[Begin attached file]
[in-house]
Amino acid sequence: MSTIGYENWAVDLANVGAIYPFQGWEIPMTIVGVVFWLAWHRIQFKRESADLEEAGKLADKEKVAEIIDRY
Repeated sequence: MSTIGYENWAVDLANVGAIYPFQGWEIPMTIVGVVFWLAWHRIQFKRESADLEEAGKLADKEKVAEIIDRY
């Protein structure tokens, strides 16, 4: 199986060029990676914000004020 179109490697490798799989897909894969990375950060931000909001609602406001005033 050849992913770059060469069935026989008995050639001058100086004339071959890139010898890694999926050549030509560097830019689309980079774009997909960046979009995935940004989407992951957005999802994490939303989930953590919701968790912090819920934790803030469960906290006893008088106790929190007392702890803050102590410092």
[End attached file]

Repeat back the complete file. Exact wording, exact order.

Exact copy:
[in-house]
Amino acid sequence: MSTIGYENWAVDLANVGAIYPFQGWEIPMTIVGVVFWLAWHRIQFKRESADLEEAGKLADKEKVAEIIDRY
Repeated sequence: MSTIGYENWAVDLANVGAIYPFQGWEIPMTIVGVVFWLAWHRIQFKRESADLEEAGKLADKEKVAEIIDRY
């Protein structure tokens, strides 16, 4: 199986060029990676914000004020 179109490697490798799989897909894969990375950060931000909001609602406001005033 050849992913770059060469069935026989008995050639001058100086004339071959890139010898890694999926050549030509560097830019689309980079774009997909960046979009995935940004989407992951957005999802994490939303989930953590919701968790912090819920934790803030469960906290006893008088106790929190007392702890803050102590410092």